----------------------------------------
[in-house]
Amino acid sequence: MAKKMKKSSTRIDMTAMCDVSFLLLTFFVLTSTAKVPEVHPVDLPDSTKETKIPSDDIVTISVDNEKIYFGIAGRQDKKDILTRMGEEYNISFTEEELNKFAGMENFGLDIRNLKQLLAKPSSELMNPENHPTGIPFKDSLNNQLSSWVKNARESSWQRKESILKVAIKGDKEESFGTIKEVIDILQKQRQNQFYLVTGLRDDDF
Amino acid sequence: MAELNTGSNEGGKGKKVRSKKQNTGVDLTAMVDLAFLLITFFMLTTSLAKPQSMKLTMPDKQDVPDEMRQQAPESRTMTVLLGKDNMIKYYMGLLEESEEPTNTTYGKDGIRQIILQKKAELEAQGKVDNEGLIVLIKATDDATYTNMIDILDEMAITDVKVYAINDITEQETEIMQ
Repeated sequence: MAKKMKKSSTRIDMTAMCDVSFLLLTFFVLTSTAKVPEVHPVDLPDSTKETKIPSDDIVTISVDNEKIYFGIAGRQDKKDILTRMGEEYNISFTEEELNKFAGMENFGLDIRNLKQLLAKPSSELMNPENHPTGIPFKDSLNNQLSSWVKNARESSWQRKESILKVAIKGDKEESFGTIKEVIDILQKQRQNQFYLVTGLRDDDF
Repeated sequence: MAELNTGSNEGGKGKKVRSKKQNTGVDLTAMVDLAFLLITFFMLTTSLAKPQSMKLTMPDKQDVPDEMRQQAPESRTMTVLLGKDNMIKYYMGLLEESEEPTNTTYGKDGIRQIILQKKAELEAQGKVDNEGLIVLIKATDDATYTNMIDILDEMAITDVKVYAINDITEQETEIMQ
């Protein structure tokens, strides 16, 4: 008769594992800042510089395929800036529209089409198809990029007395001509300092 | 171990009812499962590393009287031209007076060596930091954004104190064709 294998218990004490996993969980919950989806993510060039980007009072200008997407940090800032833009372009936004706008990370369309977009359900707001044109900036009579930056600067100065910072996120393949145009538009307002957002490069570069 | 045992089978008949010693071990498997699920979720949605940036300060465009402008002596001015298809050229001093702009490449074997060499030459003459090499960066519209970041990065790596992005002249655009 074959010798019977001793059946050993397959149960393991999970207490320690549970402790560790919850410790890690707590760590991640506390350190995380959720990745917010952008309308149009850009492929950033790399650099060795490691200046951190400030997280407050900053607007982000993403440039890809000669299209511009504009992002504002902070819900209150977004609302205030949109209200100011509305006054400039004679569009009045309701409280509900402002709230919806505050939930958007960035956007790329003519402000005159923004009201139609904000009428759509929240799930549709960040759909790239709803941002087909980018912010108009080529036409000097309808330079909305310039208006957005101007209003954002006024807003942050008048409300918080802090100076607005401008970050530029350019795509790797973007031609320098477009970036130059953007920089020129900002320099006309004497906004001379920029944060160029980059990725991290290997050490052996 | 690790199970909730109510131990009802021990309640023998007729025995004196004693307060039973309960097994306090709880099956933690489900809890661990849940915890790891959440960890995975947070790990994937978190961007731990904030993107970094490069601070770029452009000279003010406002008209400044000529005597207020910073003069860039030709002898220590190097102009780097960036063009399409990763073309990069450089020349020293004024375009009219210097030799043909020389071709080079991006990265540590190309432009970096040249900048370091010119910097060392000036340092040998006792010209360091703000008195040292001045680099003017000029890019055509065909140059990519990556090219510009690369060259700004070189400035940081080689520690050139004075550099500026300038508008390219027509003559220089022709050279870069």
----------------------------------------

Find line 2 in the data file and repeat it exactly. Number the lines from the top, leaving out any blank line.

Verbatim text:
Amino acid sequence: MAKKMKKSSTRIDMTAMCDVSFLLLTFFVLTSTAKVPEVHPVDLPDSTKETKIPSDDIVTISVDNEKIYFGIAGRQDKKDILTRMGEEYNISFTEEELNKFAGMENFGLDIRNLKQLLAKPSSELMNPENHPTGIPFKDSLNNQLSSWVKNARESSWQRKESILKVAIKGDKEESFGTIKEVIDILQKQRQNQFYLVTGLRDDDF